MMA 101: Why so many rules in MMA?

By Katrina Belcher (

The reason for rules in MMA competition include keeping contestants, ring personnel and spectators safe, and to maintain a sense of fairness and uniformity during each competition.

The number one concern of a referee during a competition, however, is the safety of the competitors.

In fact, one of the reasons rules and regulations were “created” was to make sure competitors were safe and injuries were kept at minimum.

Interestingly, one of the major requirements for becoming certified as an MMA referee is prior knowledge of the sport – that is one must have trained in at least one, if not many, of the martial arts and wrestling techniques that make up MMA.

This just makes sense, because if you don’t know what an omoplata is, you won’t know if a fighter’s shoulder or ankle is getting ready to pop out of its socket. If he’s being stubborn and won’t tap – you’re going to have an injured fighter in the ring – and that injury could end his career.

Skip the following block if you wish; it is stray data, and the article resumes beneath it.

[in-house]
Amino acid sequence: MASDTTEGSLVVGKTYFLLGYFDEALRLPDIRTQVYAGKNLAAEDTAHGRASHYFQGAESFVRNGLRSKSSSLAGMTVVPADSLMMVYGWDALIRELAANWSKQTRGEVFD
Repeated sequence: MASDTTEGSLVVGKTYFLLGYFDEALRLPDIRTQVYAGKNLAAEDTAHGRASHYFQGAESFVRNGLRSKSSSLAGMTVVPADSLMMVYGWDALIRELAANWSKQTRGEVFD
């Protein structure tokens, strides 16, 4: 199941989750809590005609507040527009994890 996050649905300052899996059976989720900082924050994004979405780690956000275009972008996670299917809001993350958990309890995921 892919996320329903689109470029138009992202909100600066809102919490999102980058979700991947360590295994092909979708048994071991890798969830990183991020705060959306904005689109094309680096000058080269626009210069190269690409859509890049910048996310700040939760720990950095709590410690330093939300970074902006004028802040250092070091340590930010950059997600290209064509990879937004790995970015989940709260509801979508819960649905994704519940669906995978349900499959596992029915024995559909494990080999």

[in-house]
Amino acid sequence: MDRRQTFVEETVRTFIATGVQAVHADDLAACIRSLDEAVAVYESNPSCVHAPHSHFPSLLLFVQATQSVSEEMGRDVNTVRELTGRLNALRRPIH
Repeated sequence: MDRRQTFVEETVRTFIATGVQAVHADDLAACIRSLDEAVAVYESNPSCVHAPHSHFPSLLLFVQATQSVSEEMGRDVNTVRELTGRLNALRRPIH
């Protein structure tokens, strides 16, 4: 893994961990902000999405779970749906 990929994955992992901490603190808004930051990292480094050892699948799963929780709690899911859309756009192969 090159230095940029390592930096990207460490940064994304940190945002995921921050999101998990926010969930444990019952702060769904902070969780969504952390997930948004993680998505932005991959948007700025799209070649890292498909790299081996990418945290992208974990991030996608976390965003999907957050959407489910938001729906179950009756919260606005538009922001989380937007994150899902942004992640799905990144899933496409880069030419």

So for all you wannabe MMA referees out there, while there’s no doubt the sport needs you, it also needs to protect the fighters. Unless you know a D’arce Choke from a Triangle Choke, you really should reconsider your MMA referee decision. Pun intended.

To help you figure out if you know some of the techniques you’ll need to know as a referee, review the videos below.

Open Guard
Open Guard
When a fighter has his opponent on the bottom, but he has not closed his legs around the waist of his opponent, he has him in what’s called his “open guard.” Hip movement is key.

Peruvian Neck Tie
Peruvian Neck Tie
Similar to the Guillotine choke, this move is performed by placing both hands together in the neck area or your opponent. You then pull in and squeeze your arms together while using your legs to trap far side arm and control your opponent’s body.

Rear Naked Choke
Rear Naked Choke
Most common choke used from behind the opponent; you’ll see this all the time. Competitor brings their arm around their opponent’s neck and locks the arm in place by grabbing their opposite arm at the elbow and wrapping the hand behind their opponent’s head.

Use this defensive technique to prevent a single leg takedown attempt.

Read related articles on MMA rules.

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